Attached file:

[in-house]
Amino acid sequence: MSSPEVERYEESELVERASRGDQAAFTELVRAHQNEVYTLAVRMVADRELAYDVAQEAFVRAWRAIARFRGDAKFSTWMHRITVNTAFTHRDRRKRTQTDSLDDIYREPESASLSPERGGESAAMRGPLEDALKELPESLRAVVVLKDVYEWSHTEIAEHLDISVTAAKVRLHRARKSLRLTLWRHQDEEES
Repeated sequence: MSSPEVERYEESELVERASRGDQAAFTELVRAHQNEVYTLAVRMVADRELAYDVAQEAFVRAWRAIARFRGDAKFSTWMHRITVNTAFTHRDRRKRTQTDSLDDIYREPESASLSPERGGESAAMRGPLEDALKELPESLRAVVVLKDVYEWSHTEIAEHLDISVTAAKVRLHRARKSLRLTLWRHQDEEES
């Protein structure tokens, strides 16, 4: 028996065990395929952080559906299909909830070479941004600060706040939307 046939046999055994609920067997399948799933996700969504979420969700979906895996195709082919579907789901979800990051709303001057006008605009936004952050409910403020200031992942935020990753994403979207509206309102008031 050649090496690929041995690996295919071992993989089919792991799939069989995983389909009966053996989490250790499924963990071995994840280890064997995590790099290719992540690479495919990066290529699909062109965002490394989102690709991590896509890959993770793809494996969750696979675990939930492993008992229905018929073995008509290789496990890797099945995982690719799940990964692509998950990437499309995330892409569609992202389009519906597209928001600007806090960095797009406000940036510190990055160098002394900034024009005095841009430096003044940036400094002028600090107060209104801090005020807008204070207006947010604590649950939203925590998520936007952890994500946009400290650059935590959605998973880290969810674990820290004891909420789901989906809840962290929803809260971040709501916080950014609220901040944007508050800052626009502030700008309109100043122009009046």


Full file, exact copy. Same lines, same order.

[in-house]
Amino acid sequence: MSSPEVERYEESELVERASRGDQAAFTELVRAHQNEVYTLAVRMVADRELAYDVAQEAFVRAWRAIARFRGDAKFSTWMHRITVNTAFTHRDRRKRTQTDSLDDIYREPESASLSPERGGESAAMRGPLEDALKELPESLRAVVVLKDVYEWSHTEIAEHLDISVTAAKVRLHRARKSLRLTLWRHQDEEES
Repeated sequence: MSSPEVERYEESELVERASRGDQAAFTELVRAHQNEVYTLAVRMVADRELAYDVAQEAFVRAWRAIARFRGDAKFSTWMHRITVNTAFTHRDRRKRTQTDSLDDIYREPESASLSPERGGESAAMRGPLEDALKELPESLRAVVVLKDVYEWSHTEIAEHLDISVTAAKVRLHRARKSLRLTLWRHQDEEES
């Protein structure tokens, strides 16, 4: 028996065990395929952080559906299909909830070479941004600060706040939307 046939046999055994609920067997399948799933996700969504979420969700979906895996195709082919579907789901979800990051709303001057006008605009936004952050409910403020200031992942935020990753994403979207509206309102008031 050649090496690929041995690996295919071992993989089919792991799939069989995983389909009966053996989490250790499924963990071995994840280890064997995590790099290719992540690479495919990066290529699909062109965002490394989102690709991590896509890959993770793809494996969750696979675990939930492993008992229905018929073995008509290789496990890797099945995982690719799940990964692509998950990437499309995330892409569609992202389009519906597209928001600007806090960095797009406000940036510190990055160098002394900034024009005095841009430096003044940036400094002028600090107060209104801090005020807008204070207006947010604590649950939203925590998520936007952890994500946009400290650059935590959605998973880290969810674990820290004891909420789901989906809840962290929803809260971040709501916080950014609220901040944007508050800052626009502030700008309109100043122009009046």